These hardy souls played for five days and nights, and when I mean, nights, I am talking 4 am in the morning. We arrived on the third day to find the players in good spirits, although their investigators were starting to fray at the edges.  The Keepers were displaying incredible stamina as they steamed remorselessly onward to Constantinople.

The playtest was also incredibly useful for us as we were able to make several important edits that will help the final book, based on player feedback.

In the photographs below I am going to show some of the room, players, Keepers, props and handouts. If you are going to play Horror on the Orient Express stop reading now for fear of the forbidden knowledge you may accidentally glean from these blasphemous images.

Jeff and his fellows Keepers had done an amazing job and must have spent hours lovingly recreating handouts and props. It was a huge thrill, and truly humbling, to see our work reproduced in such meticulous style.  The room was atmospherically lit.

The Unhallowed Shrine, er, Playtest

The Exit Sign was clearly marked. Why, oh why, did they not use it?

The props were gorgeous. The players informed us in hushed and worried tones that their full-size Simulacrum had a disconcerting habit of reassembling itself when they went out for meals. No matter how scattered its components around the room, when they returned it was always neatly arrayed in the center of the table.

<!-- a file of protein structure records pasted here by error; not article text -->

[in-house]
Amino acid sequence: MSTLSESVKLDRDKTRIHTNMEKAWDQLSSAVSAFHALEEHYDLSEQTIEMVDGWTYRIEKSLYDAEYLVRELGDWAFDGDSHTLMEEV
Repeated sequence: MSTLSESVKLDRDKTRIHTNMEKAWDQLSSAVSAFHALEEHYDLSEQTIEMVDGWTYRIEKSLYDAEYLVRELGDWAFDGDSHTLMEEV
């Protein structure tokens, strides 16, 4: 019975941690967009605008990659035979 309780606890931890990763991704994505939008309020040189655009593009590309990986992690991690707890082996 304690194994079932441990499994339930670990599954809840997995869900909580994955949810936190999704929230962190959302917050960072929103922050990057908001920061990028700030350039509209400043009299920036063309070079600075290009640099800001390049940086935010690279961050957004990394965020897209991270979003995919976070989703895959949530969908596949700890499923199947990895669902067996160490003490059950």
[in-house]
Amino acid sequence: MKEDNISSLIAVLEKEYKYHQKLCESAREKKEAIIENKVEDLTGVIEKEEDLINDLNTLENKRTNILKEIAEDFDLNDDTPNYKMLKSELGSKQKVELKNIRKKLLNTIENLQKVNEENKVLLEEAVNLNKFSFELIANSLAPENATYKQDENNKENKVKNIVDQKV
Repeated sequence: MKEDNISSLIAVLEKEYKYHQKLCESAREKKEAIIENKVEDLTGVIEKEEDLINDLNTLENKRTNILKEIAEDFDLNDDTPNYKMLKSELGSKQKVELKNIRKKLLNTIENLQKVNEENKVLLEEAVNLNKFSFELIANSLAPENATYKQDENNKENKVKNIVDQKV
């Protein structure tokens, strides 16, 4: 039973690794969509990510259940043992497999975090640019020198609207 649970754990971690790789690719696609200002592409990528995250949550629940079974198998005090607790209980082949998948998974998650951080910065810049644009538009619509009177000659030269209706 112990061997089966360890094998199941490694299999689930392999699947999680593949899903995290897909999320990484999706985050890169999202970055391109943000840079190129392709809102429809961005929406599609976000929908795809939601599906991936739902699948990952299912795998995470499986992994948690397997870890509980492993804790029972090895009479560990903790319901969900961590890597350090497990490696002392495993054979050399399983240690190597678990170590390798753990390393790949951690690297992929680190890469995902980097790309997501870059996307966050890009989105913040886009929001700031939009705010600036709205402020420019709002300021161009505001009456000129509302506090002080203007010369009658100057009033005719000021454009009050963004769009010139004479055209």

TThe Unseen Forces were tidy souls.

The Unseen Forces were tidy souls.

The handouts were wonderful. Again people, the following image contains a massive spoiler so please do not not look unless you are genuinely never going to play Horror on the Orient Express for as long as you live, and peeking between fingers doesn’t work. By the way, I know you’re going to look anyway so I blurred the particularly blasphemous part.

Devils Simulare

That was when he wished he had never learned Latin.

In honor of the hotel’s history some of the rooms were immaculately restored Pullman cars. Jeff and his family were staying in one of these cars and in a truly heroic act of generosity Jeff offered his room to Mark to play his Kickstarter Secret Orient Express History game.  This meant neither Jeff nor his folks got to bed until after midnight. It is not often that a Pullman car represents a heart-warming gift to a fellow Keeper.

Jeff's Pullman Car

Jeff’s Pullman Car, with Mark and the Secret History players in the foreground

And yes, these four players now know a secret of the history of the Horror on the Orient Express than no-one else will ever know. You can see by their worried faces that the knowledge is already taking its toll. Thank you, Jeff and family, for sharing the horror.

Graham’s Flickr album for the Horror on the Orient Express contains some evocative photographs of the game, players and Keepers, but again there are spoilers galore so don’t look if you are planning to play the scenarios.